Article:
Obama Backs 'Consumer Bill of Rights' for Online Privacy
The White House embraces browser-based do-not-track tools. FTC will gain enforcement authority as Commerce Department convenes stakeholders (including Google, Facebook, Microsoft and Yahoo) to develop a voluntary codes of conduct. Center for Digital Democracy, however, calls for legislation.
Thu, February 23, 2012
As the administration wades further into the online privacy debate, it is conscious of the precarious balance between shielding consumers from potentially harmful practices without imposing such onerous restrictions on data collection and behavioral targeting that they quash the activities of legitimate online advertisers, the economic engine behind much of the free content and services available on the Web.
In that sense, much of the industry's push for self-regulation is preserved in today's framework, the FTC enforcement authorities notwithstanding.
The focus left privacy advocates such as Jeff Chester wanting more. Chester, the executive director of the Center for Digital Democracy, called today's announcement a "good start," but lamented that the White House did not take a more forceful approach and lead with the submission of draft legislation to Congress.
"The new framework largely depends on the development of voluntary codes of conduct, to be negotiated between consumer groups and companies like Google, Facebook, Microsoft, Yahoo and others," Chester said in a statement, noting that his group and others championing stronger privacy protections would engage in negotiations with industry and government leaders in "good faith," while making it plain that he has reservations about the administration's efforts. "We cannot accept any 'deal' that doesn't really protect consumers, and merely allows the data-profiling status quo to remain. Instead of negotiations, CDD would have preferred the White House to introduce new legislation that clearly protected consumers online."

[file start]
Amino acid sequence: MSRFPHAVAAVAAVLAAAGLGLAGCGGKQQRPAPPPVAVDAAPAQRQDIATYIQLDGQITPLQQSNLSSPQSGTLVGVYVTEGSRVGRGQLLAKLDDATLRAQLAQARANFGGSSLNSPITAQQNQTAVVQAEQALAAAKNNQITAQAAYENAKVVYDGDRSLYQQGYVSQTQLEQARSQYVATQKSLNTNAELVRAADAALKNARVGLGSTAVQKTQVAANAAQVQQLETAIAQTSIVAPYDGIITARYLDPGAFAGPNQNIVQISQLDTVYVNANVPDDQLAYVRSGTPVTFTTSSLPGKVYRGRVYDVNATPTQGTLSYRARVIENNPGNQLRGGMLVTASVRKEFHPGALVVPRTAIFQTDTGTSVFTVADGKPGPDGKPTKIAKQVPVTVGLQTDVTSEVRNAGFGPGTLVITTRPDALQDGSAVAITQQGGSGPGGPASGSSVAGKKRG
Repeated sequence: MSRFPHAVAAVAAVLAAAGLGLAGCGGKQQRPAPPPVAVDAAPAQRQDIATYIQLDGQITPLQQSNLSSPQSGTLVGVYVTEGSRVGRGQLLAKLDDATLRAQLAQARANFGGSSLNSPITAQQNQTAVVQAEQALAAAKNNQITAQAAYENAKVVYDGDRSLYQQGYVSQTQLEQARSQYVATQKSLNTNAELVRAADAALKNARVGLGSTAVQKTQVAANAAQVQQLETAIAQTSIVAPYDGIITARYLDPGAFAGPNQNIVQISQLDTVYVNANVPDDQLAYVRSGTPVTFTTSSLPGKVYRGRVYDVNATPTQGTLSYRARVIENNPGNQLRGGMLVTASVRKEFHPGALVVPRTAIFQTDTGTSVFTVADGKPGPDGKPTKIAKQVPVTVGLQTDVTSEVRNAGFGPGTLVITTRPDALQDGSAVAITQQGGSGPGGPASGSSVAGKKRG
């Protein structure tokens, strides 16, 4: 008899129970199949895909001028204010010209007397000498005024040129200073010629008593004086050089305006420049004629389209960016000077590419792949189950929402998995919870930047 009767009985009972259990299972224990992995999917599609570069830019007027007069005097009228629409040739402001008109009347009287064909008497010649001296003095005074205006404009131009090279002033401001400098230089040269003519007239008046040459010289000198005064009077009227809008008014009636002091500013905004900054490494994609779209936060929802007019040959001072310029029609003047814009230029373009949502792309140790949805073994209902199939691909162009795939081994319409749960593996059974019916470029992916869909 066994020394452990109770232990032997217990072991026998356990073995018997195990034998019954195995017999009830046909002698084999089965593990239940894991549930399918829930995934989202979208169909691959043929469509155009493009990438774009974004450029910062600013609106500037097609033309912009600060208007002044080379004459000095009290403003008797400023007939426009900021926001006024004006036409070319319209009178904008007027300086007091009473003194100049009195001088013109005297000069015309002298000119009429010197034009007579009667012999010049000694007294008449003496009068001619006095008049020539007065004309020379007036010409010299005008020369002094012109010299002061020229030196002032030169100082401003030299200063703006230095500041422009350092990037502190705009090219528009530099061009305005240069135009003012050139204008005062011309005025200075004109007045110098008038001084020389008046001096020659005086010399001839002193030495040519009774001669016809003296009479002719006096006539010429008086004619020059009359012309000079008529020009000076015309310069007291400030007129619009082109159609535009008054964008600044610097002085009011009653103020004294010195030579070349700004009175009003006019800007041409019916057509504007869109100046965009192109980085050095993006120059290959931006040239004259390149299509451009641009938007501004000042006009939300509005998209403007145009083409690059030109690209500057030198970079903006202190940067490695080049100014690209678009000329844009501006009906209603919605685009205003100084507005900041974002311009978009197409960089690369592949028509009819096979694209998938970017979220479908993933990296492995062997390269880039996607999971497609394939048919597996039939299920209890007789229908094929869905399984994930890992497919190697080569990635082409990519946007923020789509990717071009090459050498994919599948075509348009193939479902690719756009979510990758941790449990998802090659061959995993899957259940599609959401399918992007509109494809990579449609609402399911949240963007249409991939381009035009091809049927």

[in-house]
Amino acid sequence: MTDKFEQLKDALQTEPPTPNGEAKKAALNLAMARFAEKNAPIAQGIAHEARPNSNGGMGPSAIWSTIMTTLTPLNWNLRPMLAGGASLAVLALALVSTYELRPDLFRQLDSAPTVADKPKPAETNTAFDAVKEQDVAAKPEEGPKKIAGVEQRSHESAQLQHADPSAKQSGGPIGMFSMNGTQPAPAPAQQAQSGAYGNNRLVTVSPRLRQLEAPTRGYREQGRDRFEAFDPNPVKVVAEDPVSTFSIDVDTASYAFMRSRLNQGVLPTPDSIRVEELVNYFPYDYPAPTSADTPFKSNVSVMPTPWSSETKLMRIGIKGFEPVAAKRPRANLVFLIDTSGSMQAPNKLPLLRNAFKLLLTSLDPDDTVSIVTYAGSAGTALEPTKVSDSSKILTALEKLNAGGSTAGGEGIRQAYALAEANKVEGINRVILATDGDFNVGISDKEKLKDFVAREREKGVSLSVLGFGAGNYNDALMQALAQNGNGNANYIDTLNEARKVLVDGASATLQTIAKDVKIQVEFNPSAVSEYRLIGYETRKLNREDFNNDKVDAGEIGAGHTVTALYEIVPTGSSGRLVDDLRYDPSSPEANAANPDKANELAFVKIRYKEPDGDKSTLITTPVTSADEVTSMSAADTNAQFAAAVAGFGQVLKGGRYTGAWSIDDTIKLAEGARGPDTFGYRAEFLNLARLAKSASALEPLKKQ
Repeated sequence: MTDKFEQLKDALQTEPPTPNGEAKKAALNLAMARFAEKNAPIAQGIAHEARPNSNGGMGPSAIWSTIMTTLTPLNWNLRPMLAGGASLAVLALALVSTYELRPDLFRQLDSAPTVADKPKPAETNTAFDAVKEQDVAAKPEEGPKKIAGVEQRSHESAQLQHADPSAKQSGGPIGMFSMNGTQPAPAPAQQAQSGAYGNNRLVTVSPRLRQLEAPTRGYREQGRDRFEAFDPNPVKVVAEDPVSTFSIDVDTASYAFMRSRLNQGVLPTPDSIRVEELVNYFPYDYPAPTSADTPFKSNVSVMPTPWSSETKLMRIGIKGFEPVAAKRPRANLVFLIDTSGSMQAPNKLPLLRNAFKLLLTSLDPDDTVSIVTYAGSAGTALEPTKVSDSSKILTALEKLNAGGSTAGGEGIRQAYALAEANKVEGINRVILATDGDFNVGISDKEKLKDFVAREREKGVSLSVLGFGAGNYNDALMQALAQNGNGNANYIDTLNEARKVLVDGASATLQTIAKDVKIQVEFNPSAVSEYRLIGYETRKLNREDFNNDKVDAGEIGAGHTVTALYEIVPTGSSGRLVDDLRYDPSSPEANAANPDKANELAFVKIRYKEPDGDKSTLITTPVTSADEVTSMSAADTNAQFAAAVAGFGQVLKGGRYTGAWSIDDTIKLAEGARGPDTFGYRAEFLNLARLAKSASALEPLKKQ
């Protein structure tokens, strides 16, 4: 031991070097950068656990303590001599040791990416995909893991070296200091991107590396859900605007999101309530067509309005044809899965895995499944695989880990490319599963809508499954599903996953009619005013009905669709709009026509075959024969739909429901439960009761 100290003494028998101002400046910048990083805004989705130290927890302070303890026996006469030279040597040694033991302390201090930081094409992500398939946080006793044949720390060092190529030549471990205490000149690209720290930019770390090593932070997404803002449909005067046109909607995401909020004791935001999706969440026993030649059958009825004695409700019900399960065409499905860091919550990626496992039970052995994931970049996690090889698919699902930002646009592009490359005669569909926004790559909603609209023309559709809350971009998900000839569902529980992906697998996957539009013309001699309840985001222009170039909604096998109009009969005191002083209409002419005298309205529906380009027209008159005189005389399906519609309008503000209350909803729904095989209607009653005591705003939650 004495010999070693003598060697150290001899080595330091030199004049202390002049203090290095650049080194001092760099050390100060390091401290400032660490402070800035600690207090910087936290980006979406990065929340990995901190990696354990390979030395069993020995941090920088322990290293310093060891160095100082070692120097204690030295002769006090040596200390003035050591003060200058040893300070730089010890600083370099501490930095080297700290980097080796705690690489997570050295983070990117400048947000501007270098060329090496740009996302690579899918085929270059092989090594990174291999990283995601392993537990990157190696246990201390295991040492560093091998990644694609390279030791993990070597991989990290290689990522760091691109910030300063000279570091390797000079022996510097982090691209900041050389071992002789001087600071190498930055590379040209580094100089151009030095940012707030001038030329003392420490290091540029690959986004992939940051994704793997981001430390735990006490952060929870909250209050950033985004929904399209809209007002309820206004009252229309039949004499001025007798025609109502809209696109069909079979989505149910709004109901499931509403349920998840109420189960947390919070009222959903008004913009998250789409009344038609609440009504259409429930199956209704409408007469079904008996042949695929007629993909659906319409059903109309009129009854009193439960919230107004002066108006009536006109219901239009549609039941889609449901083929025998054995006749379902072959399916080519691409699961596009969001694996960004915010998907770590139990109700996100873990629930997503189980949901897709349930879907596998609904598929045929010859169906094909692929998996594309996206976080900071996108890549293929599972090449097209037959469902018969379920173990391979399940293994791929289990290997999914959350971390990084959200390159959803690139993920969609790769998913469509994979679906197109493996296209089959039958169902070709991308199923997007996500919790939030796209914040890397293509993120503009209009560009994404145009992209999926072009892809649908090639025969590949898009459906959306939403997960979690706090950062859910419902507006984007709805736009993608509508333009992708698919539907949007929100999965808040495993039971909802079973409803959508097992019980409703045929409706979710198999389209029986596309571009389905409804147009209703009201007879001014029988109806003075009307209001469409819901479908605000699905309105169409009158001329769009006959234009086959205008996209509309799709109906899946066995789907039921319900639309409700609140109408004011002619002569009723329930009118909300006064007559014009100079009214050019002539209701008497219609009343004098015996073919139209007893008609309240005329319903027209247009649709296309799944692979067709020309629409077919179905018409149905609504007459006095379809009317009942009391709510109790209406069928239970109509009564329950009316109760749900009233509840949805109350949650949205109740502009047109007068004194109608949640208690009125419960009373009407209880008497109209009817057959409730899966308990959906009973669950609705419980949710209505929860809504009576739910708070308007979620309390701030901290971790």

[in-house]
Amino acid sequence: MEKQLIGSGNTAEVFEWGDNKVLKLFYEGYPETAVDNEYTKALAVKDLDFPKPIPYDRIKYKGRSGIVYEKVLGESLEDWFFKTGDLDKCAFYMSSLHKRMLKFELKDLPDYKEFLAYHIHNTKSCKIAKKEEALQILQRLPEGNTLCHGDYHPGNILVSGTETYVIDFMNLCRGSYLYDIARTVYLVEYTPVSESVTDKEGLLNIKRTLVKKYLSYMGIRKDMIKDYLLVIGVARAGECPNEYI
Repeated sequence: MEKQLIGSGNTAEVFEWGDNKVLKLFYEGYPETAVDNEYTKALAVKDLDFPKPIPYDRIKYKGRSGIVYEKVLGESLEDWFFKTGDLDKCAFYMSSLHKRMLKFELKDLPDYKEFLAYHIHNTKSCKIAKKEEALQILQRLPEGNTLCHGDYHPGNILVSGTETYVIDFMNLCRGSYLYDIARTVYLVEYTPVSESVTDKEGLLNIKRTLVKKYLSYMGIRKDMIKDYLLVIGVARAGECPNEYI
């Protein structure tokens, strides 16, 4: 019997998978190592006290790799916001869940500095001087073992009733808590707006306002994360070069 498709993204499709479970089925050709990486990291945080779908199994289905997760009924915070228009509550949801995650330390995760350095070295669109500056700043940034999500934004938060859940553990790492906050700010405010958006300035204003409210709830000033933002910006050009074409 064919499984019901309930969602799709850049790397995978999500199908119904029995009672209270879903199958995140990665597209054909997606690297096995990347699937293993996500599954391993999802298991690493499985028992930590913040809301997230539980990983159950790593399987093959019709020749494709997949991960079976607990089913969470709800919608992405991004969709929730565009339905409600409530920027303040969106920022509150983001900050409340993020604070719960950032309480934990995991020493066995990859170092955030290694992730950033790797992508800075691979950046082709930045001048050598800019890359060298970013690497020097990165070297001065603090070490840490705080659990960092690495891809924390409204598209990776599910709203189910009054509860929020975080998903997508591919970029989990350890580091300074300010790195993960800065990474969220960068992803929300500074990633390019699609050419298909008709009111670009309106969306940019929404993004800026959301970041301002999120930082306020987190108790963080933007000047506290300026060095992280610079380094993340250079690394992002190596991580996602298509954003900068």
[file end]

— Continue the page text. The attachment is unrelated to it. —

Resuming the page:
Chester also expressed concern that the Digital Advertising Alliance could commandeer the role of overseeing development of the do-not-track system, resulting in a defanged tool that may limit behavioral advertising without really addressing deep well of online data collection. Similarly, he warned against a U.S. approach that could undermine a more rigid set of privacy safeguards under consideration in the European Union.
Over the coming weeks, the Department of Commerce, which was integral in the development of the White House privacy blueprint, will begin convening its meetings with industry stakeholders and other groups to develop codes of conduct and crafting strategies for putting into place the principles outlined in the consumer bill of rights.
"These rights give consumers clear guidance on what they should expect from those who handle their personal information, and set expectations for companies that use personal data," Obama wrote in the introduction to the document. "I call on these companies to begin immediately working with privacy advocates, consumer protection enforcement agencies, and others to implement these principles in enforceable codes of conduct."
Nevertheless, the administration signaled that self-regulation and executive action may not be enough to adequately protect consumers. In announcing its privacy blueprint, the White House said that it also intends to reach out to members of Congress to develop legislation that would enshrine some of the principles within the consumer bill of rights and "extend baseline privacy protections to commercial sectors that existing federal privacy laws do not cover."
Kenneth Corbin is a Washington, D.C.-based writer who covers government and regulatory issues for CIO.com.